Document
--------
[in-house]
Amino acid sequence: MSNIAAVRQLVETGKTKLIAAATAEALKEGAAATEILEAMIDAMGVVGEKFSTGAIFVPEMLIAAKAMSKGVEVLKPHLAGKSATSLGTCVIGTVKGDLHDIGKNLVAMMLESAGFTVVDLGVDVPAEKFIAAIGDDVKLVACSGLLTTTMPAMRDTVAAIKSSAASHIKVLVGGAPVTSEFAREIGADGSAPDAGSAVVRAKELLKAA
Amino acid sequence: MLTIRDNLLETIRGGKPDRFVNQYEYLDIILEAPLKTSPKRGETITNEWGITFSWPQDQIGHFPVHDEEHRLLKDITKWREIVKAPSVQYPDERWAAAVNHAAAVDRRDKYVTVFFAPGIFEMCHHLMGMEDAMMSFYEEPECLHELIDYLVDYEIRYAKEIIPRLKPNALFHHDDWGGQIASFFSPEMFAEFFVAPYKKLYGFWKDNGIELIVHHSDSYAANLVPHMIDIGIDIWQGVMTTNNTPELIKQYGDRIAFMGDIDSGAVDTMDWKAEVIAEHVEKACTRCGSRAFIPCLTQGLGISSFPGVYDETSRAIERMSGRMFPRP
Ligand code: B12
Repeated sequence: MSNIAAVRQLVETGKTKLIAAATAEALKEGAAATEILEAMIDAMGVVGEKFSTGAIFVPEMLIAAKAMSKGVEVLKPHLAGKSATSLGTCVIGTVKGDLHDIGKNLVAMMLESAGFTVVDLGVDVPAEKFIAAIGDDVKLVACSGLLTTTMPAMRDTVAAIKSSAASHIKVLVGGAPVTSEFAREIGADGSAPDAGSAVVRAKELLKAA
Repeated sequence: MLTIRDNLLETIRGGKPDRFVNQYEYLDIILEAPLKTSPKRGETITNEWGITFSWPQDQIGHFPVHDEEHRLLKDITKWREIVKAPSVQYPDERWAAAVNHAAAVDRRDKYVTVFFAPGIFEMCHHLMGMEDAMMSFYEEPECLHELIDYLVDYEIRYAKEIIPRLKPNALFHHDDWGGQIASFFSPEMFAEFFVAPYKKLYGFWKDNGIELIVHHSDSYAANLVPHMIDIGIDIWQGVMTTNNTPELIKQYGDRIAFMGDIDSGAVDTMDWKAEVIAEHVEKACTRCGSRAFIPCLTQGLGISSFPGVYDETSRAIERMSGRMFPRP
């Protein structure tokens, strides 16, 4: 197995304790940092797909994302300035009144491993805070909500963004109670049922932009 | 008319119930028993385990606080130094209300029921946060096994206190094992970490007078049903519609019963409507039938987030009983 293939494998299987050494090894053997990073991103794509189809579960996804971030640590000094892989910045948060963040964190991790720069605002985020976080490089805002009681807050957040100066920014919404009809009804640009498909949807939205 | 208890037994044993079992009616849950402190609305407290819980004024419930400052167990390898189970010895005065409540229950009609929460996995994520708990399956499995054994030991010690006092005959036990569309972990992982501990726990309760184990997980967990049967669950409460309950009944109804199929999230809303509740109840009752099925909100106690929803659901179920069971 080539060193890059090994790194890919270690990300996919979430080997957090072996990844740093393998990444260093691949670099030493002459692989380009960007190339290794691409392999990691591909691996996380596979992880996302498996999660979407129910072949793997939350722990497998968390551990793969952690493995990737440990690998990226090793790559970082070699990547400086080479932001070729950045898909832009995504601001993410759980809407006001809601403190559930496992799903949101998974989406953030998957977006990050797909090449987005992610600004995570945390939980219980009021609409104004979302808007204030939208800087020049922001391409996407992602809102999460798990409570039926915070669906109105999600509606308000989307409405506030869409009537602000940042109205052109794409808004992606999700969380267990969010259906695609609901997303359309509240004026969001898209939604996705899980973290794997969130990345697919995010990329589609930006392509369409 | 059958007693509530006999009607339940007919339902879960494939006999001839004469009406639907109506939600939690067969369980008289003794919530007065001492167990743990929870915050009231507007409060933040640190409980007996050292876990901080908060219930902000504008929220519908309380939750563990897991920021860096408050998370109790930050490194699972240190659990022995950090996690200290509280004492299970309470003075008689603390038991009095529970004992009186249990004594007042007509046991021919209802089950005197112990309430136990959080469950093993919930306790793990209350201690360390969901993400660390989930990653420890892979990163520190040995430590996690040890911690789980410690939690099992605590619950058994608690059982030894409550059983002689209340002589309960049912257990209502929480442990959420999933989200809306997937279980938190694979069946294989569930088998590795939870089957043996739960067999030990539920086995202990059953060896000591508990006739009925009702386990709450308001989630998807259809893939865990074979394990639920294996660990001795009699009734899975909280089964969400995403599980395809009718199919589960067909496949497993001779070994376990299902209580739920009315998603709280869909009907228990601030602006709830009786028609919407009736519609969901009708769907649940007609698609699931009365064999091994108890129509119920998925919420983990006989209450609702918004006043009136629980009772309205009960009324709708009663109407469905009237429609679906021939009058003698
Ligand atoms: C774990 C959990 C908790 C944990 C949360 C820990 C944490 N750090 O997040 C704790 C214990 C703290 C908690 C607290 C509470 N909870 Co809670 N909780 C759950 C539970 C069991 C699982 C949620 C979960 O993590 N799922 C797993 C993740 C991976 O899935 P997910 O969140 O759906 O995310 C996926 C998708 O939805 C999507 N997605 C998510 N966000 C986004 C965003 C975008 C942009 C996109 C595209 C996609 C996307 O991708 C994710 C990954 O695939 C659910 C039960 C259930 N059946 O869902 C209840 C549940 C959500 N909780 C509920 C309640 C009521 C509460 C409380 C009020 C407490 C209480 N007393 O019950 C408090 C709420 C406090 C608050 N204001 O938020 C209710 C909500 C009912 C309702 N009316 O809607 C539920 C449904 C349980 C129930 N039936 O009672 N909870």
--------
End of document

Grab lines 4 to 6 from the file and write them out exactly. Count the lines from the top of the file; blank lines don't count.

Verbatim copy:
Ligand code: B12
Repeated sequence: MSNIAAVRQLVETGKTKLIAAATAEALKEGAAATEILEAMIDAMGVVGEKFSTGAIFVPEMLIAAKAMSKGVEVLKPHLAGKSATSLGTCVIGTVKGDLHDIGKNLVAMMLESAGFTVVDLGVDVPAEKFIAAIGDDVKLVACSGLLTTTMPAMRDTVAAIKSSAASHIKVLVGGAPVTSEFAREIGADGSAPDAGSAVVRAKELLKAA
Repeated sequence: MLTIRDNLLETIRGGKPDRFVNQYEYLDIILEAPLKTSPKRGETITNEWGITFSWPQDQIGHFPVHDEEHRLLKDITKWREIVKAPSVQYPDERWAAAVNHAAAVDRRDKYVTVFFAPGIFEMCHHLMGMEDAMMSFYEEPECLHELIDYLVDYEIRYAKEIIPRLKPNALFHHDDWGGQIASFFSPEMFAEFFVAPYKKLYGFWKDNGIELIVHHSDSYAANLVPHMIDIGIDIWQGVMTTNNTPELIKQYGDRIAFMGDIDSGAVDTMDWKAEVIAEHVEKACTRCGSRAFIPCLTQGLGISSFPGVYDETSRAIERMSGRMFPRP